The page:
Because narrative knowledge is a knowledge derived from lived experience – the historian sees the past in his own unique light – this emphasized the importance of the individual in historiographic research. Because historians neither could (nor by and large were) attempting to reach an objective ground-truth about the past, any claim to knowledge rested in the lone historian and how he read the past and how he presented his narrative. What resulted was a (fairly justified, given their conceptualization of historiographic knowledge) fetishization of the individual, the autonomous historian.
When multiple authors write a historiographic narrative, something almost ineffable is lost: the individual perspective which drives the narrative argument, part of the essential claim-to-knowledge. In a recent discussion with Ben Schmidt about autonomous humanities work vs. collaboration (the original post; my post; Ben’s reply), Ben pointed out “all the Stanley Fishes out there have reason to be discomfited that DHers revel so much in doing away with not only the printed monograph, traditional peer review, and close reading, but also the very institution of autonomous, individual scholarship. Erasmus could have read the biblical translations out there or hired a translator, but he went out and learned Greek [emphasis added].” I think a large part of that drive for autonomy (beyond the same institutional that’s-how-we’ve-always-done-it inertia that lone natural scientists felt at the turn of the last century) is the situatedness-as-a-way-of-knowing that imbues historiographic research, and humanistic research in general.
I’m inclined to believe that historians need to move away from an almost purely narrative epistemology; keeping in sight that all historiographic knowledge is individually constructed, remaining aware that our overarching cultural knowledge of the past is socio-technically constructed, but not letting that cripple our efforts at coordinating research, at reaching for some larger consilience with the other historical research programs out there, like paleontology and cosmology and geology. Computational methodologies will pave the way for collaborative research both because they allow it, and because they require it.
Collaboratively Constructing Paris
This is a map of Paris.
On top of this map of Paris are red, blue, and yellow dots. The red dots are the locations of pictures taken and posted to Flickr by tourists to Paris; blue dots are where locals took pictures; yellow dots are unknown. The resulting image maps and differentiates touristic and local space by popularity, at least among Flickr users. It is a representation that would have been staggeringly difficult for an outsider to create without this sort of data-analytic approach, and yet someone intimately familiar with the city could look at this map and not be surprised. Perhaps they could even recreate it themselves.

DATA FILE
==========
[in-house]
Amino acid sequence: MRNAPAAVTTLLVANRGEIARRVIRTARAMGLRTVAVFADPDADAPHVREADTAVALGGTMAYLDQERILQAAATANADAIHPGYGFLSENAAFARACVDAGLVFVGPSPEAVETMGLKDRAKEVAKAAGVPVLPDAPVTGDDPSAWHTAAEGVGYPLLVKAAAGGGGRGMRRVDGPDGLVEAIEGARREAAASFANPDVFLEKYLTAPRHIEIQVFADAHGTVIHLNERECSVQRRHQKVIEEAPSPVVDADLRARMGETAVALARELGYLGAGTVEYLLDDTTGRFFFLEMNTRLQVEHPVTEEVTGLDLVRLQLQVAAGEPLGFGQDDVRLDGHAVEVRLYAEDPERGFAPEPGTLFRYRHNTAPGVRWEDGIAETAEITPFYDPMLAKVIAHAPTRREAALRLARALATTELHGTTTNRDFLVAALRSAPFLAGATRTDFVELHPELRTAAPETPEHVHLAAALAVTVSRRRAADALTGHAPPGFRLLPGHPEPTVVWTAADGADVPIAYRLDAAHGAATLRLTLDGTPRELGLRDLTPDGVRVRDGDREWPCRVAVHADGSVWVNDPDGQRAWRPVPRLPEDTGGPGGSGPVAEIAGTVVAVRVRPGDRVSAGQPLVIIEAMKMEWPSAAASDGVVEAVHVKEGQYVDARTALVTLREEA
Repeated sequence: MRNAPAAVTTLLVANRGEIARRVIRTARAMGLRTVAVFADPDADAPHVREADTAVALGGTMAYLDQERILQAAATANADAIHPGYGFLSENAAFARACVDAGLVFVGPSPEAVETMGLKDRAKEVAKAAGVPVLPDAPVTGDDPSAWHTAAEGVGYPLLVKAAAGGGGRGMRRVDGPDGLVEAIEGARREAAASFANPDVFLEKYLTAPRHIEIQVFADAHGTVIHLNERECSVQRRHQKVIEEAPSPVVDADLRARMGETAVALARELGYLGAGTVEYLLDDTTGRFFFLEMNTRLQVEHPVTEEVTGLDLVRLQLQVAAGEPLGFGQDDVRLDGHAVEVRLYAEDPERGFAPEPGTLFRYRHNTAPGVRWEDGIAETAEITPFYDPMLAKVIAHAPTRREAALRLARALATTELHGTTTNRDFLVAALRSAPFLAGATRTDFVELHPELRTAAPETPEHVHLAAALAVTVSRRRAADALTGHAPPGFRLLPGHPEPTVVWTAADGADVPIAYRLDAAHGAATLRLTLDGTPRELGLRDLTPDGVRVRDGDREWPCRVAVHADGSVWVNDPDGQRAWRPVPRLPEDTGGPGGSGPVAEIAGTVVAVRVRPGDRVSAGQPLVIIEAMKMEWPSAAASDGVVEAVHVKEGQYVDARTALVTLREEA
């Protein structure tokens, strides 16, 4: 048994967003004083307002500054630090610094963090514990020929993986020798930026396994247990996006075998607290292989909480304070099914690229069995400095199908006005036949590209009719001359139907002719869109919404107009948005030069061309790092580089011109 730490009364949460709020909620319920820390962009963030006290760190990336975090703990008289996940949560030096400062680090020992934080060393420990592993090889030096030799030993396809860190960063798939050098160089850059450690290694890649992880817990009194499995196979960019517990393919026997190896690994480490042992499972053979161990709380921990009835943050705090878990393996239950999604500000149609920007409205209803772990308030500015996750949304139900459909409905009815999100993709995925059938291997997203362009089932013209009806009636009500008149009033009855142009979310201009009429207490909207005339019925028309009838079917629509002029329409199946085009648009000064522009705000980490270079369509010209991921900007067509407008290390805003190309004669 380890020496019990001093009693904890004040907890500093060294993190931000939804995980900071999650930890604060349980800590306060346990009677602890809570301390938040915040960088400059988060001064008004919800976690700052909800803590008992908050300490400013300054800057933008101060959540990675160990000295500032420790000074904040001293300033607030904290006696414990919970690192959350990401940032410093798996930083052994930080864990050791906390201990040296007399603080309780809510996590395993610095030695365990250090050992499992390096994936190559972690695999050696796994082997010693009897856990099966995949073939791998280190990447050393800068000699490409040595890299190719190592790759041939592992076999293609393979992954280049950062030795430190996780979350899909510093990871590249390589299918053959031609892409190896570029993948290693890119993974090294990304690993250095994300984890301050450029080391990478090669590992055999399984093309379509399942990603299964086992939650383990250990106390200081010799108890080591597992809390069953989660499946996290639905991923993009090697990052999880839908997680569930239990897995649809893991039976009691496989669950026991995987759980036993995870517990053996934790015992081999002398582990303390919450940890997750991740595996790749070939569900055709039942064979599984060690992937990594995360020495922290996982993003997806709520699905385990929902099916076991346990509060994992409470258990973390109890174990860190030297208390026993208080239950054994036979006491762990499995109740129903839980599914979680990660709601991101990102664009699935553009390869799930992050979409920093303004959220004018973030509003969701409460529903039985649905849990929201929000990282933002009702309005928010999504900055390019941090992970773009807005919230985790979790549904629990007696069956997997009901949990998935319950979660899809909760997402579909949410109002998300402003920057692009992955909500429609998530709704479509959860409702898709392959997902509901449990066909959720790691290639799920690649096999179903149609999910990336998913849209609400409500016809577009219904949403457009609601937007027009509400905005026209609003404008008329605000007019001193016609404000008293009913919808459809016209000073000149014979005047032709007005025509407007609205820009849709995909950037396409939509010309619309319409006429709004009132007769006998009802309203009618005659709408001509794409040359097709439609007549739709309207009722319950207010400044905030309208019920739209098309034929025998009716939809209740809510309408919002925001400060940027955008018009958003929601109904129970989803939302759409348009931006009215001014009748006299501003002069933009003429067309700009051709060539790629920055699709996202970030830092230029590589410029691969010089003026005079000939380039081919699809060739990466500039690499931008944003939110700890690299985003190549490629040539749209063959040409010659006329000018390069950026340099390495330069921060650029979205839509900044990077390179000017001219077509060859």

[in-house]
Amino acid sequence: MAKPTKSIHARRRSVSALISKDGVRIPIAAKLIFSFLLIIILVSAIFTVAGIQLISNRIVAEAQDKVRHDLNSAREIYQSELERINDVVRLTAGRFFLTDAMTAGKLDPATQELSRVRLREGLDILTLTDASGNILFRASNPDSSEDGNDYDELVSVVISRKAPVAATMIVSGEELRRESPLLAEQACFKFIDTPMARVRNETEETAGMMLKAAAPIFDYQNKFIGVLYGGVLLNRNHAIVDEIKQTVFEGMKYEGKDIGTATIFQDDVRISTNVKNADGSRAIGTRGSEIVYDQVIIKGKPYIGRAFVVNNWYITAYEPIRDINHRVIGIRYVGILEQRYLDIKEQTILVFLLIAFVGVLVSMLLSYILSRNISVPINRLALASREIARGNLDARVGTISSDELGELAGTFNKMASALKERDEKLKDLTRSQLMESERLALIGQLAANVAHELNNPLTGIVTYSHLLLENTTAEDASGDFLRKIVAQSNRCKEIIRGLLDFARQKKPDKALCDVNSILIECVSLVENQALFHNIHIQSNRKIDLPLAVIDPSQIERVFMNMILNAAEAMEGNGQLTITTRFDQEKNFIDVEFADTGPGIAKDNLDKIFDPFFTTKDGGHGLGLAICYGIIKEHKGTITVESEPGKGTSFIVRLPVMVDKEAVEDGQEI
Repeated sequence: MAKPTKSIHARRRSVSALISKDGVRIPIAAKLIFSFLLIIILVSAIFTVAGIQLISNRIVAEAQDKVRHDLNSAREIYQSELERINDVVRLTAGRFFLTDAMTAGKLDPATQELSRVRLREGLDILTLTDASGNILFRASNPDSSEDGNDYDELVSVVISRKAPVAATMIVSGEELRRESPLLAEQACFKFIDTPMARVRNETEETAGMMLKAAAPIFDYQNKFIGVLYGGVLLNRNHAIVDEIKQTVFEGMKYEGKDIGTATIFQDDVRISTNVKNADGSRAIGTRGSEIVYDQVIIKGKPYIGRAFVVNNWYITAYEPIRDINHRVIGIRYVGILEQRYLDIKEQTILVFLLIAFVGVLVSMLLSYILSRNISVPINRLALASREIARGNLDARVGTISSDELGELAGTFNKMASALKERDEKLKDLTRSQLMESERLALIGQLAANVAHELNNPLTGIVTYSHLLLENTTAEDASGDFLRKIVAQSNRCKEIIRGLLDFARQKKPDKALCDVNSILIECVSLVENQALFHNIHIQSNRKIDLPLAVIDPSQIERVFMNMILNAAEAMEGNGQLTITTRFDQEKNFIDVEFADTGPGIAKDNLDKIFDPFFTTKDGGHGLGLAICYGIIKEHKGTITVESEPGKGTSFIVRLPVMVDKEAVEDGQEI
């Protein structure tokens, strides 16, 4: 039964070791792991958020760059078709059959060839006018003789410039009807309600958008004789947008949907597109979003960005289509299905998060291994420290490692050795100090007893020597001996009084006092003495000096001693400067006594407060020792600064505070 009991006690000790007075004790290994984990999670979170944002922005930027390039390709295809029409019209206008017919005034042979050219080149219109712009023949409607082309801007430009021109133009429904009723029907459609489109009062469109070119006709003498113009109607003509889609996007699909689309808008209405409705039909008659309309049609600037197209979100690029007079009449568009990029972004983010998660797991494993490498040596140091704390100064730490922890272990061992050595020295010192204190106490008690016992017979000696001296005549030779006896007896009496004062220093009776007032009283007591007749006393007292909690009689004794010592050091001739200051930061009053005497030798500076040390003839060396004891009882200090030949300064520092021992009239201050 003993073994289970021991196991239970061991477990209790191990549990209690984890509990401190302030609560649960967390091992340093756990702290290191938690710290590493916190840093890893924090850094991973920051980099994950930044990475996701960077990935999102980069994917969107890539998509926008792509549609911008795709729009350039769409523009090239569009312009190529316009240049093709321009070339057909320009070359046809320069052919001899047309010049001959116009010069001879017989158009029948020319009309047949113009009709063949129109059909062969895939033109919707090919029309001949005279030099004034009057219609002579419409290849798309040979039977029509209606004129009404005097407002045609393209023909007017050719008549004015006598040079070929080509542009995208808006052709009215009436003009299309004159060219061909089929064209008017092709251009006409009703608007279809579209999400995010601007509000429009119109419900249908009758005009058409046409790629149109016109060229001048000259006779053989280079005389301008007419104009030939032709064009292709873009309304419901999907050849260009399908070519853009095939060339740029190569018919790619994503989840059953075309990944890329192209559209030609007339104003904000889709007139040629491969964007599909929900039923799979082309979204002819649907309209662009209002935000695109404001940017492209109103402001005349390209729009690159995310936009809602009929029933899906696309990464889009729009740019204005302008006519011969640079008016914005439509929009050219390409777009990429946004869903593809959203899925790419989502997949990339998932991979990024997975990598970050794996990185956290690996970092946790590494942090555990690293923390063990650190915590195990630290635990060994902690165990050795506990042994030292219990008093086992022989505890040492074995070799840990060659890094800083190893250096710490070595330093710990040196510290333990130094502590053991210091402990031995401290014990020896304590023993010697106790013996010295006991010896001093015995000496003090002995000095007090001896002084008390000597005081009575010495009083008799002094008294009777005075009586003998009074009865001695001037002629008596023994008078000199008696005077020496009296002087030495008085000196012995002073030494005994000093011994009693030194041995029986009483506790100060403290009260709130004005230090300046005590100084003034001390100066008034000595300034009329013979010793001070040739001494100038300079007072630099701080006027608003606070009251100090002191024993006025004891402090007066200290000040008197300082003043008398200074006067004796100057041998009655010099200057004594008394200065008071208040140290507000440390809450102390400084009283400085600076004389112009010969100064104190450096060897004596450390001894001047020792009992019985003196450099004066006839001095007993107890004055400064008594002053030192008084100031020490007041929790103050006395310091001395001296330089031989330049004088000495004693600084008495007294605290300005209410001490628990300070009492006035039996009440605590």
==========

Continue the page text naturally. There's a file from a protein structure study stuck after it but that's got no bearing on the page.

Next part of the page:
What is this knowledge of Paris? It’s surely not a subjective representation of the city, not unless we stretch the limits of the word beyond the internally experienced and toward the collective. Neither is it an objective map 4 of the city, external to the whims of the people milling about within. The map represents an aggregate of individual experiences, a kind of hazy middle ground within the usual boundaries we draw between subjective and objective truth. This is an epistemological and ontological problem I’ve been wondering about for some time, without being able to come up with a good word for it until a conversation with a colleague last year.
“This is my problem,” I told Charles van den Heuvel, explaining my difficulties in placing these maps and other similar projects on the -jectivity scale. “They’re not quite intersubjective, not in the way the word is usually used,” I said, and Charles just looked at me like I was missing something excruciatingly obvious. “What is it when a group of people believe or do or think common things in aggregate?”—Charles asked—”isn’t that just called culture?” I initially disagreed, but mostly because it was so obvious that I couldn’t believe I’d just passed it over entirely.
In 1976, the infamous Stanley Milgram and co-author Denise Jodelet 5 responded to Durkheim’s emphasis on “the objectivity of social facts” by suggesting “that we understand things from the actor’s point of view.” To drive this point home, Milgram decides to map Paris. People “have a map of the city [they live in] in their minds,” Milgram suggests, and their individual memories and attitudes flavor those internal representations.
This is a good example to use, for Milgram, because cities themselves are socially constructed entities; what is a city without its people who live in and build it? Milgram goes on to suggest that people’s internal representations of cities are similarly socially constructed, that “such representations are themselves the products of social interaction with the physical environment.” In the ensuing study, Milgram asks 218 subjects to draw a non-tourist map of Paris as it seems to them, including whatever features they feel relevant. “Through selection, emphasis and distortion, the maps became projections of life styles.”